Category: Ikastola

Day of the Basque Language Around the World

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Last Saturday, December 3, was the International Day of the Basque Language, and it was celebrated around the world through a variety of different events. Here in the United States, the UC Santa Barbara’s Basque Studies department held a day-long event with traditional dances, a book presentation, and food. They also inaugurated their Basque Club, zorionak!

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UCSB Poster

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UCSB Basque Studies Students

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Meanwhile in Boise, the Ikastola, or Basque-language school, and students at the Basque Museum put together a video inviting us all to speak in Basque: “Guk euskaraz, zuk zergatik ez?” or we speak in Basque, why don’t you?  The music is by Jose Antonio Larrañaga Etxabe, better known as Urko, but the song is based on a text by Gabriel Aresti.

This day was officially put in place in 1995 by the Basque Autonomous Government and the Royal Academy of the Basque Language (Euskaltzaindia), and is celebrated by many associations and public enterprises through conferences, exhibits, and festivals, among other activities. Eusko Ikaskuntza originally set the day in 1949, which was the first official celebration, even though the organization has always done so much to protect and promote the language. According to the Basque Parliament’s 2010 institutional declaration:

“Basque is the heritage of Basque society, an essential component in its history and culture. But like the rest of the world’s languages, it is the patrimony of all those who have it as a sign multilingualism. If you want to protect the diversity of languages, it is necessary to care for and promote Basque.”

“Euskera has a very long history, but we know very little about its beginnings. It is a modern and up-to-date language that society wants to continue to use and which is gaining increasing recognition in all fields. From the fundamental agreement for Euskera, embodied in the Standardization Law of 1982, until the current attempts for a renewed agreement, some time has passed, perhaps not a very extensive period of time, but a period in which the knowledge and the use of Euskera in the Basque Autonomous Community has advanced in a firm and spectacular way ”

“With the celebration of the International Day of Euskera we want to open a window to the present and future of Euskera, convinced that multilingualism can exert a favorable influence on our democratic coexistence and social cohesion.”

For a complete version of the declaration visit: http://www.euskara.euskadi.eus/contenidos/noticia/euskararen_eguna_2012/es_berria/adjuntos/Euskararen%20eguna.%20Adierazpena.pdf

For a list of the activities around the world, please visit Euskal Kultura’s website, which lays out the many events carried out in partnership with the Etxepare Basque Institute: http://www.euskalkultura.com/espanol/noticias/los-lectorados-del-instituto-etxepare-difunden-el-dia-del-euskera-por-las-universidades-del-mundo

The EITB also has a webpage dedicated to many different aspects of the Day of the Basque Language and Basque-related questions: http://www.eitb.eus/es/tag/dia-internacional-del-euskera/

Lastly, don’t forget to visit the Basque Government’s page dedicated to Basque, complete with dictionaries and translation software. It’s a great source for Basque learning, so what’s stopping you? Poliki poliki, you could be speaking and living in Basque too! http://www.euskara.euskadi.eus/r59-734/es/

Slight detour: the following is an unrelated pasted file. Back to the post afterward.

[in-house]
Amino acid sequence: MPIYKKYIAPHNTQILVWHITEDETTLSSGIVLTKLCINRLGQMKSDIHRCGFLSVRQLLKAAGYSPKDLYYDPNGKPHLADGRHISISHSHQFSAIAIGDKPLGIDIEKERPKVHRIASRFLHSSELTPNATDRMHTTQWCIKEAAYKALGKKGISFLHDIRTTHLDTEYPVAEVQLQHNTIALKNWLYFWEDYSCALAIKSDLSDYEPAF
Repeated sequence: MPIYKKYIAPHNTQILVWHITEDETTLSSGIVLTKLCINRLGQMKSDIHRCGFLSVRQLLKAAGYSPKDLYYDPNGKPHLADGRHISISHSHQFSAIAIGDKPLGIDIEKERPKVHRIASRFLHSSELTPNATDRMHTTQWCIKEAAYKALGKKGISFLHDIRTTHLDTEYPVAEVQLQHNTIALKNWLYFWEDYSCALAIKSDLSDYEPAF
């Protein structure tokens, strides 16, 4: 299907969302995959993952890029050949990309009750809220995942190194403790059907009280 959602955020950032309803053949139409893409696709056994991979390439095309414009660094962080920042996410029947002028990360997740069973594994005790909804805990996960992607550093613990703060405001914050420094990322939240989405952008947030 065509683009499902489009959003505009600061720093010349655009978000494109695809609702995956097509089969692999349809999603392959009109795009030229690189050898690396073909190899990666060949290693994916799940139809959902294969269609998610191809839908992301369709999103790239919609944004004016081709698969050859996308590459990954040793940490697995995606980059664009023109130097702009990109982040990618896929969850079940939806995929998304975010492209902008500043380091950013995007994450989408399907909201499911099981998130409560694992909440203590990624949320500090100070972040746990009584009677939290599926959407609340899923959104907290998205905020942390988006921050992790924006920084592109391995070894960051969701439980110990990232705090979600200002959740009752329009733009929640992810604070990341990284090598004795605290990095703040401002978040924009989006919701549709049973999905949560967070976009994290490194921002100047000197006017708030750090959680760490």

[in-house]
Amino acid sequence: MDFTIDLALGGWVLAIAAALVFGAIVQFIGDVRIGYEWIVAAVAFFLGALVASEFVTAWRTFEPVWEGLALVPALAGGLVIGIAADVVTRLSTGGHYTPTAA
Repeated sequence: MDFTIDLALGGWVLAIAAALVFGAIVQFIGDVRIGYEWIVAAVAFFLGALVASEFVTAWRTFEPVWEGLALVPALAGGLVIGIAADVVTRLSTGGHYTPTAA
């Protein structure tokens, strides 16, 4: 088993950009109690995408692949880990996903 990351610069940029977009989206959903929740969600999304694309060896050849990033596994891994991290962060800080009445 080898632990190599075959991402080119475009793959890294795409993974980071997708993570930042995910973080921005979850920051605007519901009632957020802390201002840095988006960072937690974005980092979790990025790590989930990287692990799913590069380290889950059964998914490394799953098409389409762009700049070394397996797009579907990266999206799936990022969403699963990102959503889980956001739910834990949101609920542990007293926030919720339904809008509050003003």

Fun fact: The Day of the Basque Language is celebrated on the 3rd of December to coincide with the feast day of Saint Francis Xavier, the Navarrese Jesuit, who is said to have spoken his last words in Basque, his mother-tongue.

For more on Basque in general, check out some of the Center’s publications, like This Strange and Powerful Language by Iban Zaldua, an engaging essay that traces the development of Basque-language literature while contemplating along the way the reasons why bilingual people choose to write in smaller languages.

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See, too, Writing Words, Pello Salaburu’s compelling account of how a standard form of Basque was established, amid much heated debate, and how this served as a springboard for the revival of the language, through education, the media, and various cultural initiatives, all within a remarkably short space of time.

Other works that may be of interest include The Dialects of Basque by Koldo Zuazo; Basque Sociolinguistics by Estibaliz Amorrortu (free to download here); The Challenge of a Bilingual Society in the Basque Country, edited by Pello Salaburu and Xabier Alberdi; and Basque Literary History, edited by Mari Jose Olaziregi.

Nafarroa Oinez 2016 video: Check it out!

A few weeks ago we posted the video for the ikastola fundraiser day in Gipuzkoa (click here to see that). This weekend, October 16, it’s the turn of Nafarroa to host its own fundraiser; this year, Nafarroa Oinez will be held in Viana and will be raising funds for the ikastolas of Viana and Lodosa.

The slogan for this year’s event is “Hartu, tenka, tira!” (Pick up the rope, take the strain, pull!) and refers to the referee’s commands in a tug-of-war contest. It was chosen to represent all the effort and commitment required in disseminating Basque-language education. So come on everyone, let’s all pull in favor of Basque! Check out the video!

 

 

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During the 1960s, when the first ikastolak (Basque language schools) subsequent to the Spanish Civil War were created after a long ban by the Francoist regime, some key people were essential to their success.

Imanol Urbieta was one of these pioneers. Ikastolak were in need of almost everything: a proper legal framework, economic support, and pedagogical materials in the Basque language. Parents navigated the legal system to make ikastolak legal, or at least to avoid being prosecuted; all kinds of organizations provided premises in which children would be comfortable; and teachers created materials to teach Basque and other topics.

Imanol Urbieta (c) during a popular tribute in 2014. Behind him, his spouse Kontxi Aizarna, who collaborated with Imanol. Picture CC-BY-ND by Urola Kostako Hitza

Imanol Urbieta (c) during a popular tribute in 2014. Behind him, his spouse Kontxi Aizarna, who collaborated with Imanol. Picture CC-BY-ND by Urola Kostako Hitza